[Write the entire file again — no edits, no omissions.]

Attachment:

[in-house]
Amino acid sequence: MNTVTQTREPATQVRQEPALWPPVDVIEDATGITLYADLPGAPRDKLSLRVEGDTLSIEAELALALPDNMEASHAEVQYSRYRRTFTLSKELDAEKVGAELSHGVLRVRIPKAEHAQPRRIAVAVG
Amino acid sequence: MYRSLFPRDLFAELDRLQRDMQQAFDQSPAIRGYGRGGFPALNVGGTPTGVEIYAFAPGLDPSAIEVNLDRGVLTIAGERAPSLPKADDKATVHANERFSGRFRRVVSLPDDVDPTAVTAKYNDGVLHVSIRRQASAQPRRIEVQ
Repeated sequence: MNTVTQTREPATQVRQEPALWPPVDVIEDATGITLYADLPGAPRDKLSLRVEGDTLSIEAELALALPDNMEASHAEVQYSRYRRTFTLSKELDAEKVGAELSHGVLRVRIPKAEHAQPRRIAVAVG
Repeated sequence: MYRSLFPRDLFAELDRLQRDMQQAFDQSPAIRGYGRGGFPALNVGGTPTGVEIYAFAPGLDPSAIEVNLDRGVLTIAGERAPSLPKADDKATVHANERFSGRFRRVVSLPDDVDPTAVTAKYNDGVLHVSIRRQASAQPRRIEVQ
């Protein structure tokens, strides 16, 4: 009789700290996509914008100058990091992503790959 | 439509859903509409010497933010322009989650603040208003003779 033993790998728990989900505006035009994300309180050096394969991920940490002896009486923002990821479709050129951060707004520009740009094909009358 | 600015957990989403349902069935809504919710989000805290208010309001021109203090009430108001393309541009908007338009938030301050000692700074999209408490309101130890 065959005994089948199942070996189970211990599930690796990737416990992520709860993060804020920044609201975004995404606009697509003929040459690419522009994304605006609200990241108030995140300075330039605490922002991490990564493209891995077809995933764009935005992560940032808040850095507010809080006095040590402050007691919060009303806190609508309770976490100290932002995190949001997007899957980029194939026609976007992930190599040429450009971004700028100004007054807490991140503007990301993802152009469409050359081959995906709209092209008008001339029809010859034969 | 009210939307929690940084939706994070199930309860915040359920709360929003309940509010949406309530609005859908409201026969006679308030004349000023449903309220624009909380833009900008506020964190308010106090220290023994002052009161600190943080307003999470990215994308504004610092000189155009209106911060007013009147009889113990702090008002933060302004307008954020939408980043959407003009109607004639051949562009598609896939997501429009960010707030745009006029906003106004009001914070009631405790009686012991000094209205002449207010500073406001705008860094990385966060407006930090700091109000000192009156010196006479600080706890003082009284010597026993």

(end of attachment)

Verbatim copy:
[in-house]
Amino acid sequence: MNTVTQTREPATQVRQEPALWPPVDVIEDATGITLYADLPGAPRDKLSLRVEGDTLSIEAELALALPDNMEASHAEVQYSRYRRTFTLSKELDAEKVGAELSHGVLRVRIPKAEHAQPRRIAVAVG
Amino acid sequence: MYRSLFPRDLFAELDRLQRDMQQAFDQSPAIRGYGRGGFPALNVGGTPTGVEIYAFAPGLDPSAIEVNLDRGVLTIAGERAPSLPKADDKATVHANERFSGRFRRVVSLPDDVDPTAVTAKYNDGVLHVSIRRQASAQPRRIEVQ
Repeated sequence: MNTVTQTREPATQVRQEPALWPPVDVIEDATGITLYADLPGAPRDKLSLRVEGDTLSIEAELALALPDNMEASHAEVQYSRYRRTFTLSKELDAEKVGAELSHGVLRVRIPKAEHAQPRRIAVAVG
Repeated sequence: MYRSLFPRDLFAELDRLQRDMQQAFDQSPAIRGYGRGGFPALNVGGTPTGVEIYAFAPGLDPSAIEVNLDRGVLTIAGERAPSLPKADDKATVHANERFSGRFRRVVSLPDDVDPTAVTAKYNDGVLHVSIRRQASAQPRRIEVQ
């Protein structure tokens, strides 16, 4: 009789700290996509914008100058990091992503790959 | 439509859903509409010497933010322009989650603040208003003779 033993790998728990989900505006035009994300309180050096394969991920940490002896009486923002990821479709050129951060707004520009740009094909009358 | 600015957990989403349902069935809504919710989000805290208010309001021109203090009430108001393309541009908007338009938030301050000692700074999209408490309101130890 065959005994089948199942070996189970211990599930690796990737416990992520709860993060804020920044609201975004995404606009697509003929040459690419522009994304605006609200990241108030995140300075330039605490922002991490990564493209891995077809995933764009935005992560940032808040850095507010809080006095040590402050007691919060009303806190609508309770976490100290932002995190949001997007899957980029194939026609976007992930190599040429450009971004700028100004007054807490991140503007990301993802152009469409050359081959995906709209092209008008001339029809010859034969 | 009210939307929690940084939706994070199930309860915040359920709360929003309940509010949406309530609005859908409201026969006679308030004349000023449903309220624009909380833009900008506020964190308010106090220290023994002052009161600190943080307003999470990215994308504004610092000189155009209106911060007013009147009889113990702090008002933060302004307008954020939408980043959407003009109607004639051949562009598609896939997501429009960010707030745009006029906003106004009001914070009631405790009686012991000094209205002449207010500073406001705008860094990385966060407006930090700091109000000192009156010196006479600080706890003082009284010597026993």